Vilcabamba was the playground for the Inca royalty - also known for the longevity of its residents due to minerals in the water and a tranquil lifestyle. Our taxi driver did stop at the residents of a 100 year old man who is the oldest know man in the village, but he was not home.


Vilcabamba is about 5000 feet elevation (1500m) with an average temperature between 65 and 82 degrees (18-28c) Coffee is a main product as well as fruits and vegetables. All of the Loja region is know for its pork production. I had some great BBQ ribs!

   Although the Vilcabambans did not enjoy greater longevity than the rest of the world, researchers noted that the Vilcabamban lifestyle, which included hard work in a high altitude combined with a low-calorie, low-animal-fat diet, did seem to keep the villagers healthy and vigorous in their old age.

Foreigners and other tourists are increasingly buying property to build homes. Tourists have created problems for the locals, including rising prices as well as increasing drug and alcohol use. Some locals say that the peace and simplicity of their lives, to which they attributed their longevity, has been lost. The massive influx of western processed food is evident in nearly every local 'tienda', and people are visibly more obese than those seen in photos from only a few decades ago.

However, other locals report appreciation for the foreigners and tourist who also bring jobs and improvements to the area.



Restaurants and stores around the main village square






A couple of friendly locals inviting us for a beer



Main square and church










Beautiful cathedral in Malacatos



Back in Loja we decided to tour the center of town and ran across a very old Cathedral across from the place where we ate. I could not find any information on-line about it but when I was taking pictures a priest stopped and told us it was built in 1660 and is not in use at this time, hopefully they will restore it.



Our great BBQ restaurant across from the hotel was closed so we ate at this chicken place in El Centro - grilled flattened chicken, rice and fries!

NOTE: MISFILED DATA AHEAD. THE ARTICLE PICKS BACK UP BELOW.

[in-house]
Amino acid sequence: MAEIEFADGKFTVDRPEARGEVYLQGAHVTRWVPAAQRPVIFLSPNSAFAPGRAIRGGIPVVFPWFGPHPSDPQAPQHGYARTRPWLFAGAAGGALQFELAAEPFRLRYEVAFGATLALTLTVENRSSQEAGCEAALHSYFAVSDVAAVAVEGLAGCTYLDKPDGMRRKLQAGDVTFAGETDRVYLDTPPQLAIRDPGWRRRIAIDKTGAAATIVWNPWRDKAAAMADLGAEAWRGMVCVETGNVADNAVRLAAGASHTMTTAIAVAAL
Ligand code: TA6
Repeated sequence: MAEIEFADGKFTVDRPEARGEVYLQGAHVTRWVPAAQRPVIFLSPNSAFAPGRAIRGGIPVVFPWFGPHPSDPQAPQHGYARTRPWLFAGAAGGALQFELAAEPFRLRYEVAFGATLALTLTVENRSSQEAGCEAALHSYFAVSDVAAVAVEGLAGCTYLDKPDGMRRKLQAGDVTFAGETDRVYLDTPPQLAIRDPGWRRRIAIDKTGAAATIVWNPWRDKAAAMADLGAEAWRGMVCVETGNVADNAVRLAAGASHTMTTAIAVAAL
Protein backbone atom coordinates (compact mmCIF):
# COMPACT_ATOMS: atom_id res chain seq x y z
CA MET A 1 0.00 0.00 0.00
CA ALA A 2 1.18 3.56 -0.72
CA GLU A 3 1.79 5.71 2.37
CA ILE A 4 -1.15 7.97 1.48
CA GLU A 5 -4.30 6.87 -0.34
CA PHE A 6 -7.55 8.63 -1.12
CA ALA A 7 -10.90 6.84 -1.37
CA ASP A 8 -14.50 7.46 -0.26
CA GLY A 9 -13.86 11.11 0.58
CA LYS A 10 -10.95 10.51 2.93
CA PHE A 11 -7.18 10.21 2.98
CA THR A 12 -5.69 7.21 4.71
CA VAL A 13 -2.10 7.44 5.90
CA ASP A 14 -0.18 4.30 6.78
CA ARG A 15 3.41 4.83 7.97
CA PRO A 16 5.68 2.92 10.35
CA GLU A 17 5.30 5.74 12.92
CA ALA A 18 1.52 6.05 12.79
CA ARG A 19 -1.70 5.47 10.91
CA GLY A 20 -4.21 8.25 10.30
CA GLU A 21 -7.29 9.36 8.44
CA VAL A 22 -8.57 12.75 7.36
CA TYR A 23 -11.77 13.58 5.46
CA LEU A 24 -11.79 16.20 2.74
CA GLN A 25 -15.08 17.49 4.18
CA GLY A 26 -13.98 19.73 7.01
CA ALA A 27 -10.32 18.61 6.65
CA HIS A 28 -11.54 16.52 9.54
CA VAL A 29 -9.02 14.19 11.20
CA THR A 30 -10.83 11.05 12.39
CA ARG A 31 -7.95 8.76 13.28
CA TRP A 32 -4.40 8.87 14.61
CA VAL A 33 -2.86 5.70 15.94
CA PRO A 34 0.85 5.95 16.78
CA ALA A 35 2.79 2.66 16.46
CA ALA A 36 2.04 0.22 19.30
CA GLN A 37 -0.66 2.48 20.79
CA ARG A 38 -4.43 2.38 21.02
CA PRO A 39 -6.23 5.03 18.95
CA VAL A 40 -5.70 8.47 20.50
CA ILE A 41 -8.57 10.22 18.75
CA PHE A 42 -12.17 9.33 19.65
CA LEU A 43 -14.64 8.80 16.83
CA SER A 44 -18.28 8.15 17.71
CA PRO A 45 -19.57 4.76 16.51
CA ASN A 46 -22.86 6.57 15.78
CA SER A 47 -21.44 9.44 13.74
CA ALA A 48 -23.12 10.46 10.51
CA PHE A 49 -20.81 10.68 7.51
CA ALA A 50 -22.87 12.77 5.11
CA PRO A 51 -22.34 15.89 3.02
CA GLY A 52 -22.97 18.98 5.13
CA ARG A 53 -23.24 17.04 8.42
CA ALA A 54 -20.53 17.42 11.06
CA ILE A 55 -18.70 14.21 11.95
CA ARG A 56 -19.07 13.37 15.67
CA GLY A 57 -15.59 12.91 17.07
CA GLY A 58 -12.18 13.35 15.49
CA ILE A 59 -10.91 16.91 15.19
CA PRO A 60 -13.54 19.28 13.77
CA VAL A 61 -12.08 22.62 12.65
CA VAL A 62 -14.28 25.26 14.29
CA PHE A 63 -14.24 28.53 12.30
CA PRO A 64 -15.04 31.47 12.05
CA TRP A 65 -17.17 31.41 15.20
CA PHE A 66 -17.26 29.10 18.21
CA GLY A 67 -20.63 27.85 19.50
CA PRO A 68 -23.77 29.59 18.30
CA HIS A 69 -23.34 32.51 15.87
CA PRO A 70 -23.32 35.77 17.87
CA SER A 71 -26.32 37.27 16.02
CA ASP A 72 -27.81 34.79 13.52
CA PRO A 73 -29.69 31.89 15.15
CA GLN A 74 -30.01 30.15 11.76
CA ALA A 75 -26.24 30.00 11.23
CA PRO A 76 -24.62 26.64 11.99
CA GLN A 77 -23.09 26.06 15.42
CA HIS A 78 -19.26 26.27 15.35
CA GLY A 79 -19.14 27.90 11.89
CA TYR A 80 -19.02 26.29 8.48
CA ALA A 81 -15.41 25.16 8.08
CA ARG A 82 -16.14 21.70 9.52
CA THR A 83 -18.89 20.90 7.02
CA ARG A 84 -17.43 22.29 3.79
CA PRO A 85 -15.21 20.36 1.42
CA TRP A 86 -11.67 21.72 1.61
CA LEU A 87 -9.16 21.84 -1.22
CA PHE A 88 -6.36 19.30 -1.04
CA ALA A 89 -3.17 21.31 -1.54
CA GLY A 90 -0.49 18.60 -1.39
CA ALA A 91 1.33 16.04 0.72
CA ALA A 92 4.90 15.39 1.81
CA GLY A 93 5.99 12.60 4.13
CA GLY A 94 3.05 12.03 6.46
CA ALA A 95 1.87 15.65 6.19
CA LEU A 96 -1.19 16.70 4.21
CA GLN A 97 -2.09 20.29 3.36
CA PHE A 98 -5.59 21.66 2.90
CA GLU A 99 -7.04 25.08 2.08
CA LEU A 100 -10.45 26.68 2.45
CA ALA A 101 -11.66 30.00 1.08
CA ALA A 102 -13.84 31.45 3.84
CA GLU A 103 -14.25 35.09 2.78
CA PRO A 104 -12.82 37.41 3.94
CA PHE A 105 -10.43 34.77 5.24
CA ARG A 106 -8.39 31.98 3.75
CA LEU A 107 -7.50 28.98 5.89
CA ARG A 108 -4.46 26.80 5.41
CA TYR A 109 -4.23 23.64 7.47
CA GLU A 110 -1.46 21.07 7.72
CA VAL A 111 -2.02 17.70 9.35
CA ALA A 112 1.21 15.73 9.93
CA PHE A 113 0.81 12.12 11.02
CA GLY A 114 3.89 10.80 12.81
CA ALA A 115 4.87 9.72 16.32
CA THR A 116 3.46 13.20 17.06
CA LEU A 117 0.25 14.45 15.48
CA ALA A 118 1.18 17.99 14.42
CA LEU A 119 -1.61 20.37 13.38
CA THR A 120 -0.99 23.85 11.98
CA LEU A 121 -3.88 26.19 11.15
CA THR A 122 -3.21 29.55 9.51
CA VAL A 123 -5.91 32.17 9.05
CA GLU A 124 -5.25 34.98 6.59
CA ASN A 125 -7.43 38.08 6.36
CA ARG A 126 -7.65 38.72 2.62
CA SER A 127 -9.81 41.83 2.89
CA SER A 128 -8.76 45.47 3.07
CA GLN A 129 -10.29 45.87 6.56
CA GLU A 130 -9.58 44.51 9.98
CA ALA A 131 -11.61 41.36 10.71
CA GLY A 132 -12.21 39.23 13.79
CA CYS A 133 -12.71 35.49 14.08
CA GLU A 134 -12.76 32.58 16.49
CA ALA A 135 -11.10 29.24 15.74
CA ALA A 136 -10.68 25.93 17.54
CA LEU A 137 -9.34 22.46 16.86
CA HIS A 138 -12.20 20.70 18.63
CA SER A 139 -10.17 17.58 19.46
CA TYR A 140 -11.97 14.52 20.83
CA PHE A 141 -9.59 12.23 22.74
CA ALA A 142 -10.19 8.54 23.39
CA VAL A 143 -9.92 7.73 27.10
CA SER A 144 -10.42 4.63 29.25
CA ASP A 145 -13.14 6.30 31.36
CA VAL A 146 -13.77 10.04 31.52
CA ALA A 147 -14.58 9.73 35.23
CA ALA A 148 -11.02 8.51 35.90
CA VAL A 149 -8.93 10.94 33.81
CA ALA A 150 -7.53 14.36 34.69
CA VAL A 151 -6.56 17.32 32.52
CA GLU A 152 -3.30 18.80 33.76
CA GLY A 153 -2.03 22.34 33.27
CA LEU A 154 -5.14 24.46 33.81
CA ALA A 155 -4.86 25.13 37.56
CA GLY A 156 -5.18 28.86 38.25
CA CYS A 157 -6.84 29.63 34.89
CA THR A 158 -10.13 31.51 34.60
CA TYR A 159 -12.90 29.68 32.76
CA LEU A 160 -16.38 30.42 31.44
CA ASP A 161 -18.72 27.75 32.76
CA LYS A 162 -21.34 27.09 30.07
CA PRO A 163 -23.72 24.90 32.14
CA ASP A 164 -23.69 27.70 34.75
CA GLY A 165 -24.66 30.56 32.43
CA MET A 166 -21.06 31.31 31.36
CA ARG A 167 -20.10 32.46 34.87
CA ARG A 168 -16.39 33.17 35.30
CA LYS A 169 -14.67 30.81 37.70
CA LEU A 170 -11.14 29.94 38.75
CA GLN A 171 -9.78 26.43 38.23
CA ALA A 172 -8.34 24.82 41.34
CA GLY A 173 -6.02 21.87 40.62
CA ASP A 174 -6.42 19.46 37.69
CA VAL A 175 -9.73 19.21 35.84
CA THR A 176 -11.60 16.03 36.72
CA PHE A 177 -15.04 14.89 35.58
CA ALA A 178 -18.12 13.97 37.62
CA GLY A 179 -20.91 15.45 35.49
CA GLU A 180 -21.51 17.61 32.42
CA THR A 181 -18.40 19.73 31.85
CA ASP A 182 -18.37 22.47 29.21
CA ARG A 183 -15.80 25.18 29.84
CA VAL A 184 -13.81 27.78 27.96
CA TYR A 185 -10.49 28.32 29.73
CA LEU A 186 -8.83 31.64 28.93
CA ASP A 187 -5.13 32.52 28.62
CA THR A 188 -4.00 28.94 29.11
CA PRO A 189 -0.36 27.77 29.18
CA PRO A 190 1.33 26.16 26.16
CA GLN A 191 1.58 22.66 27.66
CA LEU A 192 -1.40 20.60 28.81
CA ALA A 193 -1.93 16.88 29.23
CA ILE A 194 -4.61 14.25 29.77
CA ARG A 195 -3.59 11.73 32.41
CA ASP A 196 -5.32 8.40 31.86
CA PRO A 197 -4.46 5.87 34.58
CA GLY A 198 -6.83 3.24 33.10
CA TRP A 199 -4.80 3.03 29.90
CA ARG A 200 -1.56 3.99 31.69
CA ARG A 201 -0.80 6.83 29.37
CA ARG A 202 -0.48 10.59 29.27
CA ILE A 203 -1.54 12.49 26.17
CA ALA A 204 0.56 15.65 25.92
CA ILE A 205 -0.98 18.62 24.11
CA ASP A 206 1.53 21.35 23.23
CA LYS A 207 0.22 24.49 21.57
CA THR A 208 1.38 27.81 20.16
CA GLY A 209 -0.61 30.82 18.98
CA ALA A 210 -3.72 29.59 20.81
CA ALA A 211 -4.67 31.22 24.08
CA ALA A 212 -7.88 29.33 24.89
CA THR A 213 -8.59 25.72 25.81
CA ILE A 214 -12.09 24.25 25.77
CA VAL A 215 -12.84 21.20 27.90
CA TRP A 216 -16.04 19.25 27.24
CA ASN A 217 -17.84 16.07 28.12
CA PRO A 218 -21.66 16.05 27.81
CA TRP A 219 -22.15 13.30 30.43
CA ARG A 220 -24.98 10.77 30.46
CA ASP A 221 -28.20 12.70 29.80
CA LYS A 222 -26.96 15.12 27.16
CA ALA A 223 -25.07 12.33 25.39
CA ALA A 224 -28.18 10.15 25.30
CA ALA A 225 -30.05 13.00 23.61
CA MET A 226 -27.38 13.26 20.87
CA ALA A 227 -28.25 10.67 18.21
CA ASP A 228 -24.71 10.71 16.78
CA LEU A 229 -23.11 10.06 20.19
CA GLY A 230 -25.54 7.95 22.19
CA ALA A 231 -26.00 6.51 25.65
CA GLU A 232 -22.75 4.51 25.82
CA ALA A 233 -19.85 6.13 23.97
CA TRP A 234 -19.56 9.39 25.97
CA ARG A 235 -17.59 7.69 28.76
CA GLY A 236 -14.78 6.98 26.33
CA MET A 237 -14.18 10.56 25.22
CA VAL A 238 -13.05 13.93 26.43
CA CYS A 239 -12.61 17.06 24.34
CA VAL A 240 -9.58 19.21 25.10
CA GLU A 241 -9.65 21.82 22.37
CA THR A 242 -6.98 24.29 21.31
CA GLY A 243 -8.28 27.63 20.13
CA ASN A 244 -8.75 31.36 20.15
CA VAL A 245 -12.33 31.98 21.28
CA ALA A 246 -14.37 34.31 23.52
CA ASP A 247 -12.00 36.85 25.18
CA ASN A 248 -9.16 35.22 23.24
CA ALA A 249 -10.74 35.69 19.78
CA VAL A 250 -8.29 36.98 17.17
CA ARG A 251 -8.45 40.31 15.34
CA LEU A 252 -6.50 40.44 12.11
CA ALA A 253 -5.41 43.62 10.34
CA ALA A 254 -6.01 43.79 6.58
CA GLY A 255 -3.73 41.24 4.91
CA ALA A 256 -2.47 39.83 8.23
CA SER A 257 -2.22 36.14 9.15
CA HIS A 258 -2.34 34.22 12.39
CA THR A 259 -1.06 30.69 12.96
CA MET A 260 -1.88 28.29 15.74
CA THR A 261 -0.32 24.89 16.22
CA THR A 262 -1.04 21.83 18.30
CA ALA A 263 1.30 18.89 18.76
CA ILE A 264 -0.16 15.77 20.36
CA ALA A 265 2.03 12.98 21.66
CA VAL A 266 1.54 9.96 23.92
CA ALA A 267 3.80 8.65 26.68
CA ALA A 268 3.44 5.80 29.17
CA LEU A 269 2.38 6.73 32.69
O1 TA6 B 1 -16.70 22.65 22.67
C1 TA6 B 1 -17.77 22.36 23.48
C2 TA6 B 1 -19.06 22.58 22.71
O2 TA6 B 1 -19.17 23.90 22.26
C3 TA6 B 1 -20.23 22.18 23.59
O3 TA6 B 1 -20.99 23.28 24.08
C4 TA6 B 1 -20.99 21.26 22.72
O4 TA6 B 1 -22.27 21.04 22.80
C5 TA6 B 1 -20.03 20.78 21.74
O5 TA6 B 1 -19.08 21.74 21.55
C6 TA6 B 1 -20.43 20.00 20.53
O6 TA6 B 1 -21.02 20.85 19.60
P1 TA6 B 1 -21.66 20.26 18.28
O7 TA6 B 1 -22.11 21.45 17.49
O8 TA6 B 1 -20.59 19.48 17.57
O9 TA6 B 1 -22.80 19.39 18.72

I would have loved to see the inside!



After dinner we headed to the Main square



Monument to Manuel CarriĆ³n Pinzano, a founder in 1853 of the Federalism movement in Loja.




The Church of Santo Domingo was built in 1557; the entire edifice was once in the Gothic style, but after an earthquake in 1867 only the twin spires remained standing. The church was refurbished in the colonial style, but the spires were left as a reminder of the former facade. The church was painted and decorated by notable Lojano Fray Enrique Mideros.





The next morning we enjoyed a great buffet breakfast at the hotel before heading out to Zamora in the Amazons! 





We walked down the street from the hotel and stopped a couple of taxis before we found one that was willing to take us to Zamora, we agreed on $10 a hour and heading out for the Amazons. Again a windy mountain road ride, but the roads were all new concrete and of course the lush mountains with their hillside farms and houses is common all over Ecuador.









Roadside water fall



Zamora is a small town of 12000 people and of course much warmer at 900 feet elevation and know for it's gold mining. Human habitation dates back to 4500 BCE. The Spaniards found their way to Zamora in 1548  






El Centro Zamora



Zamora Cathedral Main town square



Hillside clock Zamora



New recreation center with a large swimming pool


Zamora is the gateway to the amazons, the highway to the amazon river is paved now and a 360 km drive. I would like to drive it someday. There are many beautiful places to see in Ecuador and I will eventually see it all. A trip to the amazon jungle will be another exciting adventure probably better done in our winter months July-Sept.!



Taxi ride back up to Loja (6000 feet) about a 50-minute drive



Back at the hotel for another Jacuzzi and steam bath and a relaxing night





After another great buffet breakfast we headed for the shuttle office and on the way they called and offered us an earlier departure which turned out to be 3 people in a car! Much better than the van ride down.



Another scenic ride through the Andes back to Cuenca in just three hours




Until next time hope everyone has a great Thanksgiving!






Gary Sisk